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The Quota Debate In The Czech Republic and Post-Communist Legacy

Lenka Hrbkov√°
Masaryk University

Zuzana Fellegi
Anglo-American University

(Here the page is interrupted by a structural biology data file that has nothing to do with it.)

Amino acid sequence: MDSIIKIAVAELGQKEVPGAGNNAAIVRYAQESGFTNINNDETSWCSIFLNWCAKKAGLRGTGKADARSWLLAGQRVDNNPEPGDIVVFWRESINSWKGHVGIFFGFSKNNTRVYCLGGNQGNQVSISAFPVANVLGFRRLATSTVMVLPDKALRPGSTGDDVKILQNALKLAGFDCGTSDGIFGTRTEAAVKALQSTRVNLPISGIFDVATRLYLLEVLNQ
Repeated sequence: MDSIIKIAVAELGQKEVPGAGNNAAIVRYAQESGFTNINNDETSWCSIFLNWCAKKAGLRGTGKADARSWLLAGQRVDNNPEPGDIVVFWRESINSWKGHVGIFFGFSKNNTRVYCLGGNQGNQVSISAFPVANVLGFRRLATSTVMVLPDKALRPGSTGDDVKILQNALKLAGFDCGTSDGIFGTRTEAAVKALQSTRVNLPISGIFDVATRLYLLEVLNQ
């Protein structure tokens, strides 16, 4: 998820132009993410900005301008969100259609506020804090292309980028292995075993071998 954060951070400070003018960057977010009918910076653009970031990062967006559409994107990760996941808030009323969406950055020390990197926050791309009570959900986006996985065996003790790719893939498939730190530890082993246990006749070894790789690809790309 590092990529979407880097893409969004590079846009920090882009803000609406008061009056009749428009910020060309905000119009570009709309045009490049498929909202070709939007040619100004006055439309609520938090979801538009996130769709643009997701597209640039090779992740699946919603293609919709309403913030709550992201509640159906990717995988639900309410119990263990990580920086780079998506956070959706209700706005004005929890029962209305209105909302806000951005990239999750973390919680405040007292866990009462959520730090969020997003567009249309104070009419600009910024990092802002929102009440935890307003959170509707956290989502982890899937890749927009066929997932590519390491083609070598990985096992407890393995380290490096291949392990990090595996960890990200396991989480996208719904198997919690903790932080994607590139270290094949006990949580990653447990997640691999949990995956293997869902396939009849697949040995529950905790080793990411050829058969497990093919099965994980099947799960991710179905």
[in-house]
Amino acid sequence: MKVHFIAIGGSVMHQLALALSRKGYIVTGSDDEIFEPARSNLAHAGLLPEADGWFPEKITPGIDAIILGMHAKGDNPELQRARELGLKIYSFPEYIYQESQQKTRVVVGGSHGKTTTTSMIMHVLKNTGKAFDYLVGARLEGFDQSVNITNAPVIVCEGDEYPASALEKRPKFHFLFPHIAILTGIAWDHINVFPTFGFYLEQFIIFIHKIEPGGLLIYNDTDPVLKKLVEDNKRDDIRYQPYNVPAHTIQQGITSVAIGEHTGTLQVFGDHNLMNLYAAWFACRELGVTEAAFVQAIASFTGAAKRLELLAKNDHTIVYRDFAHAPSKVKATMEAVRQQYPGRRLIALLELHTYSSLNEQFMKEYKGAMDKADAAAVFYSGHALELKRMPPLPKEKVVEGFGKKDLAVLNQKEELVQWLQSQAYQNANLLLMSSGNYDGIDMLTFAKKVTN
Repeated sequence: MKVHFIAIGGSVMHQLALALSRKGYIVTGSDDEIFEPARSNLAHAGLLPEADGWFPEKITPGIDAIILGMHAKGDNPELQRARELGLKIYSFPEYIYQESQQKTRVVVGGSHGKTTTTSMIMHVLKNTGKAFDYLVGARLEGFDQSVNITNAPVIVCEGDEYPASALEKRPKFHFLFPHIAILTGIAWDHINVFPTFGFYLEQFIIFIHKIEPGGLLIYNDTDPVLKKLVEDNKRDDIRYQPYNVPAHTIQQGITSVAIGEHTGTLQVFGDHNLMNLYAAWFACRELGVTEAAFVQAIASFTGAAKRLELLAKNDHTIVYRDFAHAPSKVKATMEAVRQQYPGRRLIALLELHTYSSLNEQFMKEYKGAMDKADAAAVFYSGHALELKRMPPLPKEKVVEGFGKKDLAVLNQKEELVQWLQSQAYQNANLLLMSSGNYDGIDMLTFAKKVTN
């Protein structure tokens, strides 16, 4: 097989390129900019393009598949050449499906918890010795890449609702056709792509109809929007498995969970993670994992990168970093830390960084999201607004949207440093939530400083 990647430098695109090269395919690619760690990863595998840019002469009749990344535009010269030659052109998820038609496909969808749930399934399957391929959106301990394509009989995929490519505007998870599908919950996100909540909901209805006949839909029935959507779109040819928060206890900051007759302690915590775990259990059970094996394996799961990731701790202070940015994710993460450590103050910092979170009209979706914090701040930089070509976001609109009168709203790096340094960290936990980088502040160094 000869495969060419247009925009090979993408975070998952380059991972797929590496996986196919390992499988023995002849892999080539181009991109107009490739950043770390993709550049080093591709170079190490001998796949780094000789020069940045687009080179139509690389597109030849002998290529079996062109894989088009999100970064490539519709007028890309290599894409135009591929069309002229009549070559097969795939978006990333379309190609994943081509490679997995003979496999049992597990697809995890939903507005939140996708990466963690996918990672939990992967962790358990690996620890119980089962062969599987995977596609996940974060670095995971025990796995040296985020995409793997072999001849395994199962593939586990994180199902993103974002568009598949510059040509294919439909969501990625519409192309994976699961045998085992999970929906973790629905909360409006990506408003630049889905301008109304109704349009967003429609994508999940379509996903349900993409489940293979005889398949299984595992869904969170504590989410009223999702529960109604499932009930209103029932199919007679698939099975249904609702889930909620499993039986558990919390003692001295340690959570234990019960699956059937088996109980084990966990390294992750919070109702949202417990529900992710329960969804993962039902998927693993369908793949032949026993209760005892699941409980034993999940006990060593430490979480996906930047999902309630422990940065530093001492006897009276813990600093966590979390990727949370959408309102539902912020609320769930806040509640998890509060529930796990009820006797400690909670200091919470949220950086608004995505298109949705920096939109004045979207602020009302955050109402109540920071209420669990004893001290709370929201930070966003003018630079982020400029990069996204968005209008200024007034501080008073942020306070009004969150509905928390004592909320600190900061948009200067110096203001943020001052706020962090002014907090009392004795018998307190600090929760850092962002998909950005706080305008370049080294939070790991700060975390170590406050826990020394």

Most countries around the world currently use some type of legislative or voluntary party quotas to increase the descriptive representation of women. However, despite the low representation of women in parliament (20%) and three unsuccessful legislative proposals, the Czech Republic has never adopted any legal quota mechanism and all relevant political parties are reluctant to use voluntary party quotas. The aim of this paper is to present the arguments used against quotas and to explain the reasons for these attitudes. Specifically, we examine arguments about quotas based on elite attitudes extracted by media coverage analysis from 1995 to the present and interviews with 28 Czech politicians from parliamentary parties between 2018 and 2021. We found that most politicians, and even most women, do not support quotas. Thirty years after the fall of communist regime, the Czechia, like many post-communist countries, is resistant to the electoral gender quota. This article aims to map the arguments used in the quota debate and to link research findings to specific historical and political experiences that could provide an important insight into quota reluctance in other post-communist countries.



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